“I’m afraid that what incorporators have or have not been perfected would be proprietary knowledge for the Constructionist’s Guild. I can contact a representative, if you so desire?” Her inflection on the last framed it as a genuine offer.

Tala sighed. That would have been too easy. “No… It’s fine.” She did a quick check and was happy to note that her aura was still restrained. The trick is making it reflexive. Right now, I’m still thinking about it. She smiled. “Well, if you’ve no objections, I have a few more questions.”

“Of course. I will answer if I can.”

“Why did the strength of my Archon star matter? Aren’t they just a touch point for my soul?”

Ingrit sighed. “If you wish to tie down a bull, as compared to a dog, do you need a hitch of the same strength?”


“Precisely. A weak Archon star is more like a tether; your soul is connected, but not inseparably.” She gave Tala a long look. “Yours was at full strength. So, your body and soul are now fully, almost irrevocably bound.”

“So… why couldn’t I make it stronger?”

“Two reasons: First, the spell-form cannot sustain more power. A free-form, inscription-less working, like an Archon star, utilizes the inherent properties of magic to remain stable, and too much power would have overcome the other features which allowed for permanency. As to others, whose stars were weaker than yours,” she smiled, “their first task as Archons will be to strengthen the bond, strengthen their soul’s attachment to their body, so that the two can then be fused. You just have to fuse.”

“Which you won’t tell me how to do.”

“Which I can’t tell you how to do.”

Tala grunted. “Fair, I suppose.” She looked up, considering. “Is an unused Archon star a weakness?” She was thinking of the two she had within Kit.

“I would say more a temptation than a weakness. If you have one, which you have yet to use, it is easy to bond something frivolously, without thought. Whereas, if you forge a star for a specific bond, that takes preparation, intent, and time to enact, allowing you to fully consider the act.”

“But they can’t be used to harm my soul?”


Simple enough, I suppose. “Well… can they be unmade?”

Ingrit thought for a moment, seemingly accessing something within the archives. “There is debate on that. The stars, themselves, can be destroyed. Nothing is invincible, but quite a few scholars postulate that the part of your soul, which you extended and attached to the star, remains extended and is simply utilized for the next one you create, making that process easier. If you never make another?” She shrugged. “I have no record of such an occurrence.”

“Is there any benefit?”

“To unmaking a star? No. You don’t get the power back, and you can’t bend that power to anything…” She thought for a long moment. “No, that isn’t true. If you unmake a star, the energy is released, but not attuned to you. It is not dangerous or damaging, but it will elevate the ambient magic in the area for a time.” She quirked a smile. “It is noted that I advise any asking this type of question to not unmake an Archon star within a city. Such would be inconvenient for power balances within our local spell-forms.”

“Noted. Thank you.” Speaking of spell-forms. “A broader question: How has humanity not run out of metals for inscriptions?”

“I have two questions for you, first.”

“Alright.” Tala felt a bit taken aback.

“First, do you have any idea how much gold there is in this world, in Zeme?”

Tala shook her head.

“There is a lot. Some…” Her eyes unfocused for a moment, then her gaze returned to Tala. “Some thirty thousand years ago, something destabilized our local system’s closest asteroid belt and showered this world with meteors. Those in power at the time were able to mitigate the fall-out, as well as the initial damage, but the result was an incredible increase to the precious metal content of Zeme’s surface.”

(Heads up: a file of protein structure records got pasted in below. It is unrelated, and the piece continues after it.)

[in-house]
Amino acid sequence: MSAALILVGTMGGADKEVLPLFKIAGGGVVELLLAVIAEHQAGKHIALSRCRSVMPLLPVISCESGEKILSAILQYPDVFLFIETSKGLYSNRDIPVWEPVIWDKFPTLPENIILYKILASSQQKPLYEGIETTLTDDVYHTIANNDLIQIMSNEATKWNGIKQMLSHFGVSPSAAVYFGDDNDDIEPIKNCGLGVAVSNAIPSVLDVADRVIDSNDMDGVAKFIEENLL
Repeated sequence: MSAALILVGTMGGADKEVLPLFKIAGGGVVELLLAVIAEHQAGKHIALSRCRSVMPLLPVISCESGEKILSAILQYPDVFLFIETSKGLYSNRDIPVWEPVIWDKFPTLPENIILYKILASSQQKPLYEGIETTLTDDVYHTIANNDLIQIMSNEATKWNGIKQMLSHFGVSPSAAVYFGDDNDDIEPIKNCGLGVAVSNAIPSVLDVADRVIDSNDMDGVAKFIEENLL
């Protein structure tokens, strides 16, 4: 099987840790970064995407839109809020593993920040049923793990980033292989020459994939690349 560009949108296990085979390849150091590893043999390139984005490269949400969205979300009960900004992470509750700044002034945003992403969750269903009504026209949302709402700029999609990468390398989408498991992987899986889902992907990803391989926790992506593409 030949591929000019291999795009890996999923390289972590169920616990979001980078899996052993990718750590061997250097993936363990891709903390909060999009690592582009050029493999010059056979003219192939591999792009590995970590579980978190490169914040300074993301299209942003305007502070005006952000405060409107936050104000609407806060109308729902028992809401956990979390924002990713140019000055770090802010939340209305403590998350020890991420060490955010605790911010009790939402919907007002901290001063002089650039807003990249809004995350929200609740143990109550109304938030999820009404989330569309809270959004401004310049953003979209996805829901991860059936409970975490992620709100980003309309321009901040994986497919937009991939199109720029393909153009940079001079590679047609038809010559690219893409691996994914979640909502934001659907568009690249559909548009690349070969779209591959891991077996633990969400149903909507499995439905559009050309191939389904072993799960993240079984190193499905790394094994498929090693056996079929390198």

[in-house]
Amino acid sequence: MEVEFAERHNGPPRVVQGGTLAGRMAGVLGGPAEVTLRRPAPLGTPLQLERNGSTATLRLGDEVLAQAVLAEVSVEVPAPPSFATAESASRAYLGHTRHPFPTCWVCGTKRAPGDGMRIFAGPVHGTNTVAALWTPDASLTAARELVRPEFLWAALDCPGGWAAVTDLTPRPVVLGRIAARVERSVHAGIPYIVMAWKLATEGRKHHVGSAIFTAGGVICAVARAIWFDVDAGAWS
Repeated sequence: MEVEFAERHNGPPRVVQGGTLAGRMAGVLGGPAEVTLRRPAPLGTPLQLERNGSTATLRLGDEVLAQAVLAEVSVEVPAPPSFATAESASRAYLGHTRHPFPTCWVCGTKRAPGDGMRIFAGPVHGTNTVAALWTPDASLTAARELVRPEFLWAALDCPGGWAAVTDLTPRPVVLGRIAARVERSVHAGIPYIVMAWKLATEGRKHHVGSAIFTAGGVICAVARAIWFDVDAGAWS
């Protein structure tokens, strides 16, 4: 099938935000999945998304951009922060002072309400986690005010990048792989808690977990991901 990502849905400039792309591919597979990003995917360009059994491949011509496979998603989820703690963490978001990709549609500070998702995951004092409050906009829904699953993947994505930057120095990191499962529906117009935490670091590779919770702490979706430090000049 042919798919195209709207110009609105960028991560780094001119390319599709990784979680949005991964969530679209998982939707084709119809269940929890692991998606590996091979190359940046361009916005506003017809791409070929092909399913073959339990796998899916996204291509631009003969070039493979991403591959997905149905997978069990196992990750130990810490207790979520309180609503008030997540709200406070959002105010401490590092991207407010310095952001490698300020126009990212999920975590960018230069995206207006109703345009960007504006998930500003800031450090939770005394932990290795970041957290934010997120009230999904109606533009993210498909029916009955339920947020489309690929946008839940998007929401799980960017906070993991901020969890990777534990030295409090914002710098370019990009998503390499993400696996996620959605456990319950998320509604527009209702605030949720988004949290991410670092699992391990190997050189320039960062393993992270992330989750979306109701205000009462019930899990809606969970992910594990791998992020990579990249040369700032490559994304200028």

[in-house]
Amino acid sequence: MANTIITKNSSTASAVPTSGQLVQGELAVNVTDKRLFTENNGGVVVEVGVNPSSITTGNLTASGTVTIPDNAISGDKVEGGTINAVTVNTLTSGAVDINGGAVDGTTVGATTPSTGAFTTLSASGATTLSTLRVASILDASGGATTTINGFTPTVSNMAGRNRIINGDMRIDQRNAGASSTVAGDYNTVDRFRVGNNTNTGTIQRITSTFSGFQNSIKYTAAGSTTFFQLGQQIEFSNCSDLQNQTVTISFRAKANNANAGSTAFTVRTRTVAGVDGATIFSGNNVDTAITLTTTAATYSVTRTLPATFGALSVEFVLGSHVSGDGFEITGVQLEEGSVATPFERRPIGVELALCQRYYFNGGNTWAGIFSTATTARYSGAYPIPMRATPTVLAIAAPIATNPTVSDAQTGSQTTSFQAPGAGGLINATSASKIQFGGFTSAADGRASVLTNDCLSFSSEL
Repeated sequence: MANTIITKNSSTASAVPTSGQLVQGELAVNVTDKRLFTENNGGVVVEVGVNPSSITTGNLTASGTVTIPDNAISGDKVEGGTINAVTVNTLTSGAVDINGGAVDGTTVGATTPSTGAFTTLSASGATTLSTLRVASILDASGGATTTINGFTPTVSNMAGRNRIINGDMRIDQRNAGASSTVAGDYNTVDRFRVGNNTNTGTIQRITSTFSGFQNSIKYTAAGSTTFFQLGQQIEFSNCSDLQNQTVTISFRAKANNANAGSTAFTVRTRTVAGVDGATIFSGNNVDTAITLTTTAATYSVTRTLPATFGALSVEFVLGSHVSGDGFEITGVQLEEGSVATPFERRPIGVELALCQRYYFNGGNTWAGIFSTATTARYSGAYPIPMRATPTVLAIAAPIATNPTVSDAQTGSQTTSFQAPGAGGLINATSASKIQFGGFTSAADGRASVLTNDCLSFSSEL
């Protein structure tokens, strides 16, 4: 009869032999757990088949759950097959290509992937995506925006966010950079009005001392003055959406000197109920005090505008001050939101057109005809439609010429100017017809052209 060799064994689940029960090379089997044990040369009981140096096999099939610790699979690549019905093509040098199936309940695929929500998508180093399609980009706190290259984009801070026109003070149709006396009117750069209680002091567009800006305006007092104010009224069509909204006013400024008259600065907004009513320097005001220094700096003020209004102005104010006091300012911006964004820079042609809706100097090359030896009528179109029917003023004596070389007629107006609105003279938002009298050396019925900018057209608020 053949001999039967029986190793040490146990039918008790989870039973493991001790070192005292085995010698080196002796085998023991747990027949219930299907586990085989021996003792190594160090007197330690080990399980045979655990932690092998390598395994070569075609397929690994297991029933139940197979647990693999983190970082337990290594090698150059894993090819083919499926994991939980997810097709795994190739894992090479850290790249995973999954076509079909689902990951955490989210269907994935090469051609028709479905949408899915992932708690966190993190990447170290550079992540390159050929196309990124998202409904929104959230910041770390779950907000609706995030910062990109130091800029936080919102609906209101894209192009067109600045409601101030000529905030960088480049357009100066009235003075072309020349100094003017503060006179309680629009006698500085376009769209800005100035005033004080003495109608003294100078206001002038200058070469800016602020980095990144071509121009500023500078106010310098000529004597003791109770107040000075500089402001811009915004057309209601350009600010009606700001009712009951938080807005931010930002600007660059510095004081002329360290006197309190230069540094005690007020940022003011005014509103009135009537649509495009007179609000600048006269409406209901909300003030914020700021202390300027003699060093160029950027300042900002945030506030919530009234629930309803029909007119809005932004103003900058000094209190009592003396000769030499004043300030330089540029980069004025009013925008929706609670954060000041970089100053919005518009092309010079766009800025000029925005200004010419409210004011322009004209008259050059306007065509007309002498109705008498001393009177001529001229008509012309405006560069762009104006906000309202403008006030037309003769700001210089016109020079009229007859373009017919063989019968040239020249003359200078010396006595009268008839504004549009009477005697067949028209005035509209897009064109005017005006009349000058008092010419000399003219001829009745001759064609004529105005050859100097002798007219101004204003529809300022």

There was a lot there that was beyond Tala’s knowledge.

“Please understand that I am summarizing and simplifying. No part of what I said is actually, explicitly, exactly true, but close enough to answer your question.”

“So… we haven’t run out because there’s just so much?” That doesn’t seem right.

“Ahh, now for my second question. What happens to the metal in inscriptions, when it is used?”

Tala opened her mouth to say, ‘It’s gone.’ But then, she remembered. “ ‘Matter cannot be created or destroyed…’ ” That was a fundamental tenet of understanding, before magic was involved. Right?

Ingrit grimaced. “Well, it can, but you’re heading towards the correct answer.”

Well, obviously Material Mages can create and destroy… “It’s…gone?”

“It’s temporarily shifted, dimensionally, towards magical power.” Ingrit paused for a moment, then tsked. “I cannot give you a sufficient grounding in the theory needed to properly answer this part of the question…You’ve encountered incorporators, correct?”

“Of course.”

“What do they do?”

“They bend power into creating matter, temporarily.”

“Exactly!” She hesitated. “Well, not exactly, but close enough. The use of inscriptions does the opposite to precious metals.”

“It bends them into…” Tala’s eyes widened. “Temporary power.”

“More or less, yes. Then, they return to their base state.”

“So… after I cast, sometime later, a bit of gold just seems to appear where I was standing?”

Ingrit shrugged. “If it wasn’t interfered with? Yes. Such is miniscule, only a few atoms at a time, under usual circumstances, but it adds up.” She smiled widely. “One of the great innovations were the gathering scripts. Decades before the renewed founding of each city, and as a final script laid at the end of each waning, the Builders lay out and activate a network of Material Guiding spell-forms, which draw that metal, while it is in flux, into the ground around cities. Specifically, into where the mining districts will be. It has the added benefit of drawing in surrounding precious metal as well, even drawing it up from the core, over time. Thus, we lose very little metal, in the end, and actually gain over each cycle. This city’s gathering scripts are only now, finally nearing the end of their current cycle. They will be refreshed in just less than two centuries, when Bandfast’s waning is at an end.”